Carla Valentine, 31, is technical assistant curator at Barts Pathology Museum in West Smithfield, London. She lives with friends in Shoreditch, east London
“People are taken aback when I tell them what I do. Spending your days surrounded by body parts may seem unusual, but I love my job. The Barts Pathology Museum houses more than 5,000 specimens, from kidneys to whole human heads, which were once used to teach medical students. Since the Seventies, when teaching methods changed, the building has been in a state of disrepair. It’s my job to conserve all the specimens (some of them are hundreds of years old so age has taken its toll) so students can use them and the museum can open to the public.
My alarm goes off at 6am, then I’ll shower and get dressed. I work with preservation fluids, so my clothing needs to be hardy: vintage combat pants or dungarees and big work boots with steel toe-caps (in case I drop the specimen jars on my feet). I’ll have a cup of tea and walk to the museum in Clerkenwell. The museum is like an old Victorian cabinet of curiosities. As well as eyes, hands, feet and lungs, we also have specimens of conjoined twins and other medical oddities. I’ve even got skulls in my office. It’s like something from The Addams Family.
I’ll have a breakfast of porridge or a boiled egg at work (people presume the exhibits would put me off my food, but I spent eight years working in a mortuary so I have developed a strong stomach) before doing a loop of the museum to make sure there are no damaged jars, that the heating is working and that the roof isn’t leaking. The museum was built in 1879 and the ceiling is made of glass – electricity wasn’t commonplace, so a glass roof was needed to let in light. But it means we have a lot of leaks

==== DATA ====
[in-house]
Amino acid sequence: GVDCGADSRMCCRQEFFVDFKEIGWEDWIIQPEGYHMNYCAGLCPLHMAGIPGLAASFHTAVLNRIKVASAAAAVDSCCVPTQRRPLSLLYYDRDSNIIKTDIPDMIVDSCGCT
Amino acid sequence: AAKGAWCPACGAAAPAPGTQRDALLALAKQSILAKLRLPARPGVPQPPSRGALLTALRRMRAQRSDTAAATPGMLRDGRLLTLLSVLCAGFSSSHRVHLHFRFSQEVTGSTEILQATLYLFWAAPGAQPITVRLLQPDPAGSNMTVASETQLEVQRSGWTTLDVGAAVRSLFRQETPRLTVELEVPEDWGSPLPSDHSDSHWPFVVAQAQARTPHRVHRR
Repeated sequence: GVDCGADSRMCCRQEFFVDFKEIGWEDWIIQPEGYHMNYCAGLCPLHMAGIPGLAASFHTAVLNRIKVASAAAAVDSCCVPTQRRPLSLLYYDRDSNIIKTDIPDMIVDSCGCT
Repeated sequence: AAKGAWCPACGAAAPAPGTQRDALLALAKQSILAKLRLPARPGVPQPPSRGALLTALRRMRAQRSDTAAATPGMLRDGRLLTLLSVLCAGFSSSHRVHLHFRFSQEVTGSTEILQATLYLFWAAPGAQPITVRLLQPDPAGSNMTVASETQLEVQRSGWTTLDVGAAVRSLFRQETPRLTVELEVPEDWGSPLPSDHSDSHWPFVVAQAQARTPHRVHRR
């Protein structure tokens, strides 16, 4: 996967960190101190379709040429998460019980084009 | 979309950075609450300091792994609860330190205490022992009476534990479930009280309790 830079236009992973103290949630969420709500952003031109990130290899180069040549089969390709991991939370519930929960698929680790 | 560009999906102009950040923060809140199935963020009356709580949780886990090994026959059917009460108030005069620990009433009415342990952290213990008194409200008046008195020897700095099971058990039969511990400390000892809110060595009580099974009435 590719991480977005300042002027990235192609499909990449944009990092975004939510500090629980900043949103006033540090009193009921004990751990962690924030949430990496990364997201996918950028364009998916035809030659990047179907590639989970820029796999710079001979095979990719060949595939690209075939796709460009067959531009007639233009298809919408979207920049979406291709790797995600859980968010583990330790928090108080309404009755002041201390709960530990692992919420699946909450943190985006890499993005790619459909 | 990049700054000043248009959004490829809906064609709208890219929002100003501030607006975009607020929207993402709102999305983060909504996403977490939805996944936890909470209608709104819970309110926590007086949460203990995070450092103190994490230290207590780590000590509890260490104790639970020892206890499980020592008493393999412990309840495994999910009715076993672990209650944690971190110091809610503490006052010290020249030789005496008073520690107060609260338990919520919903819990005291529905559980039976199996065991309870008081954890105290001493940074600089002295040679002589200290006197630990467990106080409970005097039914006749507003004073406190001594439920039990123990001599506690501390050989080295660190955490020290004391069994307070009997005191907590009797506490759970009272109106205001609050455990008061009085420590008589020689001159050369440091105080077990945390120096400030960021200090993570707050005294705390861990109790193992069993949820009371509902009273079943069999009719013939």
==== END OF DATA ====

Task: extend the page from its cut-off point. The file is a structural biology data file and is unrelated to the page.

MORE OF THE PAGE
I’ll then head back to my office and plough through emails. Television companies often ask if they can film here. We also get authors wanting to hold book launches and I’ll even get emails from relatives of people whose body parts are here. They want to come and see them, so I make the necessary arrangements. Then I’ll go to my workshop to work on the jars.
When specimens are prepared, they’re placed in a fixative (like formaldehyde), then a preservative. This is what leaks, so I have developed a system to repair each jar: taking the top off each one, taking out the specimen, cleaning it, replacing the fluid and sealing it again.
The museum isn’t open to the public during the day – hopefully once I’ve repaired all the jars it will be – so often it’s just me, listening to Classic FM surrounded by parts of dead bodies. But it doesn’t spook me. I like being able to get on with things and I find it quite comforting to be surrounded by ‘people’. It helps that I used to be a mortician. Working with bodies has changed my outlook on death. It’s made me a lot more reverent and I believe more in souls now. It’s so different seeing a person when they’re dead; it’s not as if they are just motionless and asleep, something has disappeared, like a spirit or a soul and you can sense that. I think about this a lot when I’m in the museum on my own.
After a few hours in the workshop I’ll head back to the office for lunch before photographing the jars I’ve repaired and loading them onto our website. I’m a third of the way through repairing them all. Each specimen we have comes with a certain amount of data, which we keep catalogued. The other day I cleaned out a lower jawbone, complete with teeth. I looked in the archive and it said it was from a 14-year-old boy from 1898 who fractured his jaw because he got caught in a printing press.
I think people are as obsessed with death now as they were in Victorian times. I often organise spooky-themed evening events, from lectures about bodysnatching and famous murders (complete with themed cocktails and food), to baking classes and taxidermy workshops. They’re really popular and I love getting involved. I’ll finish the event at about 9pm, and if I haven’t already eaten I’ll make something like chilli and have a glass of wine before reading and heading to bed at about 11pm. Luckily, I don’t have nightmares.”